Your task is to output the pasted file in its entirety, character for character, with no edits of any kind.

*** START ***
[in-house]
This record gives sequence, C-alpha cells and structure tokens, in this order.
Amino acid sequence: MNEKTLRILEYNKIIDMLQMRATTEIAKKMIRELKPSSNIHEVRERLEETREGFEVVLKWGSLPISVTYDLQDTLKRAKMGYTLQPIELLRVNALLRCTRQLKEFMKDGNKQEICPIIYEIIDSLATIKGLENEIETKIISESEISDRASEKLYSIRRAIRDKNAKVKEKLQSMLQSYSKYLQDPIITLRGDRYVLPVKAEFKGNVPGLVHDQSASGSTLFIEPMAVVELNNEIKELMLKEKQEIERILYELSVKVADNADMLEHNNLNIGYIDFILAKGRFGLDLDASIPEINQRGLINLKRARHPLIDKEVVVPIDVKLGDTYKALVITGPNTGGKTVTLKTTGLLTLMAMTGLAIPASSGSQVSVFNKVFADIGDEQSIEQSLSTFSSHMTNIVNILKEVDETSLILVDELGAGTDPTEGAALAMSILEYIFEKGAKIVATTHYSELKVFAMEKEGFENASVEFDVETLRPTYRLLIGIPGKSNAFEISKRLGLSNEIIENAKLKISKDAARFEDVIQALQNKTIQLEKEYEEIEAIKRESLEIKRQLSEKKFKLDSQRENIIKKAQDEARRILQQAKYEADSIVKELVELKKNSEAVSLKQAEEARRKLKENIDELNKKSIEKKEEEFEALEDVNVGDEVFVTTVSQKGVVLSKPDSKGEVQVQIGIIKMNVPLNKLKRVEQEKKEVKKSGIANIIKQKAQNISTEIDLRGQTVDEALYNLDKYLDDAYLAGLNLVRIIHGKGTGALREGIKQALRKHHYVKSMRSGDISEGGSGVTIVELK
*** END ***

[in-house]
This record gives sequence, C-alpha cells and structure tokens, in this order.
Amino acid sequence: MNEKTLRILEYNKIIDMLQMRATTEIAKKMIRELKPSSNIHEVRERLEETREGFEVVLKWGSLPISVTYDLQDTLKRAKMGYTLQPIELLRVNALLRCTRQLKEFMKDGNKQEICPIIYEIIDSLATIKGLENEIETKIISESEISDRASEKLYSIRRAIRDKNAKVKEKLQSMLQSYSKYLQDPIITLRGDRYVLPVKAEFKGNVPGLVHDQSASGSTLFIEPMAVVELNNEIKELMLKEKQEIERILYELSVKVADNADMLEHNNLNIGYIDFILAKGRFGLDLDASIPEINQRGLINLKRARHPLIDKEVVVPIDVKLGDTYKALVITGPNTGGKTVTLKTTGLLTLMAMTGLAIPASSGSQVSVFNKVFADIGDEQSIEQSLSTFSSHMTNIVNILKEVDETSLILVDELGAGTDPTEGAALAMSILEYIFEKGAKIVATTHYSELKVFAMEKEGFENASVEFDVETLRPTYRLLIGIPGKSNAFEISKRLGLSNEIIENAKLKISKDAARFEDVIQALQNKTIQLEKEYEEIEAIKRESLEIKRQLSEKKFKLDSQRENIIKKAQDEARRILQQAKYEADSIVKELVELKKNSEAVSLKQAEEARRKLKENIDELNKKSIEKKEEEFEALEDVNVGDEVFVTTVSQKGVVLSKPDSKGEVQVQIGIIKMNVPLNKLKRVEQEKKEVKKSGIANIIKQKAQNISTEIDLRGQTVDEALYNLDKYLDDAYLAGLNLVRIIHGKGTGALREGIKQALRKHHYVKSMRSGDISEGGSGVTIVELK